C. There is a good side to this also. Sowing to the Spirit promises certain, inevitable, increased reward in kind. They who have loved and sought the fellowship of Christ in God shall at last enter the eternal fellowship above, where all the problems of earth are solved in the light and bliss of heaven.
And let us not be weary in well-doing: for in due season we shall reap, if we faint not.
Be not weary in well doing ... This is No. 4, being an undeniable component of the Law of Christ who went about doing good (Matthew 21:15). How could any man imitate Paul as he imitated Christ without doing good? This touches the principal practical business of Christians on earth. It is amazing how little regard some seem to have for it.
In due season we shall reap if we faint not ... For discussion of fainting, see my Commentary on Hebrews. Hebrews 12:3. Many things can cause Christians to faint, among them being the evil doctrines which undermine and destroy their faith.
So then, as we have opportunity, let us work that which is good toward all men, and especially toward them that are of the household of the faith.
The badge of Christian behavior is that of positive good toward all on earth. "Work that which is good ..." Strange that Paul should have mentioned this, especially if he had been advocating for five chapters that "works" do not have anything to do with salvation! Of course, the meaning in those previous chapters refers to the works of the Law of Moses and not to that class of works which Christians must do. Yes, the word is must! Christ equated salvation with this very principle Paul had in view here, there being the same distinction between "everybody" and "the household of faith" in the great passage from Matthew 25:31-46. Although the Christian must do good and not do evil to all people, there is a special and prior obligation to Christian brothers, as elaborated by Jesus in the passage cited. "Inasmuch as ye have done it unto one of the least of these MY BRETHREN ..." was the test of receiving or losing eternal life. The savage humanism of the current era which would tie the full resources of the church of God to every social scheme that comes along cannot be justified by a proper respect to what Jesus said there and what Paul said here.
See with how large letters I write unto you with mine own hand.
Scholars advocate opposing views on what is meant by this; for certainly, it may be translated otherwise than in English Revised Version (1885). MacKnight rendered it thus:
The phrase is rightly translated how large a letter. The first word properly signifies of what size; and the second denotes an epistle, as well as the letters of the alphabet."
As in all cases where two translations are possible, the context and other overall consideration must be resorted to. Of pertinence here, it seems, is the opinion of Ramsay, who said, "Those who suppose that a trifling detail, such as the size or shape of Paul's handwriting, could find room in his mind as he wrote this letter are mistaking his character.
I write ... is also better rendered as "have written," thus having, as Dummelow thought, "a reference to the foregoing letter of Galatians."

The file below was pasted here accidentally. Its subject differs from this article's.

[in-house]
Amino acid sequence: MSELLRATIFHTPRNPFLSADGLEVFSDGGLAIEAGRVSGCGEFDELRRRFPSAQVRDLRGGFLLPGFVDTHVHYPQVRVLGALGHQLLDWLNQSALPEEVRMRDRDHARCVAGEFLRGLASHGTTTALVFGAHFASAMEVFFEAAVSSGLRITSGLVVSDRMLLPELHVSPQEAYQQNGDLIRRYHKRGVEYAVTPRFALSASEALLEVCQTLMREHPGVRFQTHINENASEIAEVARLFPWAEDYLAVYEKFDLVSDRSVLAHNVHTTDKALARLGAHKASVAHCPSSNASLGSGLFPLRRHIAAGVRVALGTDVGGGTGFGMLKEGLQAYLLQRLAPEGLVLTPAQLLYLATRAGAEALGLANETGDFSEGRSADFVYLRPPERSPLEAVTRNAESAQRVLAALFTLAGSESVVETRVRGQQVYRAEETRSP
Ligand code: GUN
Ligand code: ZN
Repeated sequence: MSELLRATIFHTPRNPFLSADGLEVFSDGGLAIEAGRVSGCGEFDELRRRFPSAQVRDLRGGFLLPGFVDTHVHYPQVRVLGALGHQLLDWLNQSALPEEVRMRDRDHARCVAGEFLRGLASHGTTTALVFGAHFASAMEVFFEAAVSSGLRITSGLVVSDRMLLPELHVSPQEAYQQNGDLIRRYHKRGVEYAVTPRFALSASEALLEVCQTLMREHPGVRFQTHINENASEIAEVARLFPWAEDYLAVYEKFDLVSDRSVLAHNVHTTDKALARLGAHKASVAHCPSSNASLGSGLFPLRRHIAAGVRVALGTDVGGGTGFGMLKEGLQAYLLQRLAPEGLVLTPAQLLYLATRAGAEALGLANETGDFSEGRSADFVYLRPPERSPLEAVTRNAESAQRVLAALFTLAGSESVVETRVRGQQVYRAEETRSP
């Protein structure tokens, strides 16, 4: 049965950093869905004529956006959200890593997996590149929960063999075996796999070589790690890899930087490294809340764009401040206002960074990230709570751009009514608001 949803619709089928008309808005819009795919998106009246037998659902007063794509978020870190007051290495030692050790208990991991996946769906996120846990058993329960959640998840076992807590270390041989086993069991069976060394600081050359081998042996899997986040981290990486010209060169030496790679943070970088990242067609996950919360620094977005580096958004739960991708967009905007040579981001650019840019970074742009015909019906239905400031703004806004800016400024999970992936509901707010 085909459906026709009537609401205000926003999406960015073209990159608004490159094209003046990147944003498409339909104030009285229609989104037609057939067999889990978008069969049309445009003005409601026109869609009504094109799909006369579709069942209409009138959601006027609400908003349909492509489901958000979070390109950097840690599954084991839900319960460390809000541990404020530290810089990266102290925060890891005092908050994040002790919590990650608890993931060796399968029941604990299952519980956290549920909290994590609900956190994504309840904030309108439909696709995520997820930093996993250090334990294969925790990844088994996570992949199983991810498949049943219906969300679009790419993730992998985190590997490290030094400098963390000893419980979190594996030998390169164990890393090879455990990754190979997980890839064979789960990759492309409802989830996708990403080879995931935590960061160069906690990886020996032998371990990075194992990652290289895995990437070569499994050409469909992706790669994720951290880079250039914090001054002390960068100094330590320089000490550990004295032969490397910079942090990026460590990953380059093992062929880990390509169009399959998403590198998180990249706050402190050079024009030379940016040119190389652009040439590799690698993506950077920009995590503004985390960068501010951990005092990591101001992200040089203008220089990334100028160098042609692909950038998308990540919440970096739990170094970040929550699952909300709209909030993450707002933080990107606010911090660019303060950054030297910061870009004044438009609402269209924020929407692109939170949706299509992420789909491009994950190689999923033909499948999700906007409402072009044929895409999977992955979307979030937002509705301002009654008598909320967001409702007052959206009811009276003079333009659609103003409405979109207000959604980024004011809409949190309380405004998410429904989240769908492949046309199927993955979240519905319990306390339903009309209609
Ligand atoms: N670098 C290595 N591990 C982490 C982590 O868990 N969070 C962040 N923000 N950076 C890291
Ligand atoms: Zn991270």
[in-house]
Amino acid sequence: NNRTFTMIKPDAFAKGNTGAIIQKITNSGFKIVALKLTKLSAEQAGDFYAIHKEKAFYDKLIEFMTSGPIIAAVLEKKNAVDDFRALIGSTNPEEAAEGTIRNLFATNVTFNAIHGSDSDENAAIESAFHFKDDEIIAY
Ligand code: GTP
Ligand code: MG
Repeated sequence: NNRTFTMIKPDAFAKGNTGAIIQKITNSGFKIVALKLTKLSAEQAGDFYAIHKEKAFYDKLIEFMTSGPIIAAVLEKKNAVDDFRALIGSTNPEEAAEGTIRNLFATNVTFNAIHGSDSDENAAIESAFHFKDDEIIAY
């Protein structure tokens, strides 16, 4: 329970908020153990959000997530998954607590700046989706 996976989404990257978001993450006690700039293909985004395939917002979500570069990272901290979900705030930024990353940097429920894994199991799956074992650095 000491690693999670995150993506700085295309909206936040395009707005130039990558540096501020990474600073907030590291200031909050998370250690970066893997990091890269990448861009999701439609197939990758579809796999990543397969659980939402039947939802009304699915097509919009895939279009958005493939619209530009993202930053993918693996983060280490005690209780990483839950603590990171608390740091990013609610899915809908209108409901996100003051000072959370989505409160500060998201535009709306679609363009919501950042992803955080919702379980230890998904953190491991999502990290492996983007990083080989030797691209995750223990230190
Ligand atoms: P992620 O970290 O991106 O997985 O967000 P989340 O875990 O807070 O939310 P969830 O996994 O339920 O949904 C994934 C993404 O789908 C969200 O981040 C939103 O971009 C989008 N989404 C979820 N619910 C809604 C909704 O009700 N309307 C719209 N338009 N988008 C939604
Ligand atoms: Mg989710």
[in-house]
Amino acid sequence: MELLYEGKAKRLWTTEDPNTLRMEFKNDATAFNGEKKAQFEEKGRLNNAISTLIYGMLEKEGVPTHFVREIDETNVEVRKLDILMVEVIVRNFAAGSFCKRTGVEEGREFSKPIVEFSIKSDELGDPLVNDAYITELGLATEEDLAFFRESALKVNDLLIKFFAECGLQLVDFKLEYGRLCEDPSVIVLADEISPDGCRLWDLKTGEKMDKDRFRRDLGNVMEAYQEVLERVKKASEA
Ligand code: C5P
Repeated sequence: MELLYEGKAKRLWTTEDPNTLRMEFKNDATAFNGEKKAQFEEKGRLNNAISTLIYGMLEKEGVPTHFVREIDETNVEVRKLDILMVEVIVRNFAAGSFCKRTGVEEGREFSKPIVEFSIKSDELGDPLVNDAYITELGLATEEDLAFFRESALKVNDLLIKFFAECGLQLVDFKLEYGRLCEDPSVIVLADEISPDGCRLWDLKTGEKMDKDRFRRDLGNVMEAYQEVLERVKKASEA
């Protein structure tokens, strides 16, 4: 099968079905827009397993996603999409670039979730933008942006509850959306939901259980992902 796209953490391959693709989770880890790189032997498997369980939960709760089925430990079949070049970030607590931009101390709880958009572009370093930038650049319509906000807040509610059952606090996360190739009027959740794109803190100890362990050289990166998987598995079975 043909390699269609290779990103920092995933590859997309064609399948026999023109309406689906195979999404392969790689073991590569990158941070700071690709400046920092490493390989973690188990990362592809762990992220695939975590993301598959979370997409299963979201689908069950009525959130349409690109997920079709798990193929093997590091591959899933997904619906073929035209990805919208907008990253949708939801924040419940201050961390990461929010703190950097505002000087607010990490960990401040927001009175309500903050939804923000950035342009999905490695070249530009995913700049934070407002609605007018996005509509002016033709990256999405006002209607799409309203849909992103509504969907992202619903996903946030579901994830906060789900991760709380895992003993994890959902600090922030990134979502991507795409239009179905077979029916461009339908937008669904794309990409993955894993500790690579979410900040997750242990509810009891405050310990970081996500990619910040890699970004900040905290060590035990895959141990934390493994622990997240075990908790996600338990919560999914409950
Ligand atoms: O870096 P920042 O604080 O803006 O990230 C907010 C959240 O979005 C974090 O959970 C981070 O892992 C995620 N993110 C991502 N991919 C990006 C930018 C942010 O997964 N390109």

Scholarly objections to this on the basis that after all, Galatians is not as large as Romans, are not valid, as Romans had not been written, nor, for that matter, any of the other Pauline letters. We have followed the opinion of Hendriksen who wrote: "If, of all Paul's letters that have been preserved, Galatians was the very first one that he wrote, as we have assumed, he could perhaps have written, `See what a big letter I wrote you'
Most current scholars go the other way, however, taking an alternate rendition and interpreting it to mean Paul's eyesight was bad, or his handwriting was characteristically large, thus forming a kind of signature, or even that he was somewhat illiterate! It seems to this student that such guesses have little in their favor.
 James Macknight, op. cit., p. 206.
 Wm. M. Ramsay, A Historical Commentary on St. Paul's Epistle to the Galatians (Grand Rapids, Michigan: Baker Book House, 1965), p. 466.
 J. R. Dummelow, op. cit., p. 957.
 William Hendriksen, op. cit., p. 241.
As many as desire to make a fair show in the flesh, they compel you to be circumcised; only that they may not be persecuted for the cross of Christ.
This verse is valuable as showing that this whole chapter still deals with the Moses vs. Christ theme; and that it is not "looking quite away from the Judaic controversy," as alleged by Ramsay and many others. No, Paul is still on the same subject; and that Judaism vs. Christianity is still his primary concern surfaces again in Galatians 6:15.
Only that they may not be persecuted for the cross of Christ ... This is Paul's charge that the Judaizers were insincere hypocrites who cared nothing at all for the Law of Moses (see next verse), but that they were merely striving to accommodate to Jewish opinion for the sake of self-promotion. This was a devastating charge. Even the errors of sincere men may be tolerated and understood, but the pretensions of self-seeking hypocrites can receive nothing except utter contempt.
For not even they who receive circumcision do themselves keep the law; but they desire to have you circumcised, that they may glory in your flesh.
Something of the strategy of the Jerusalem hierarchy is detected in these two verses. They evidently had persuaded certain Christians who had become Judaizers to procure, by any practical means, the circumcision of as many of the Gentile converts as possible, leaving out of sight the ultimate amalgamation of all of them as proselytes to Judaism, which they doubtless envisioned as coming at a later phase of the effort. This accounts for the fact that the Judaizers neither kept the Law themselves nor sought to bind any of its more objectionable features upon their followers. The hypocrisy of such a device Paul exposed in this verse.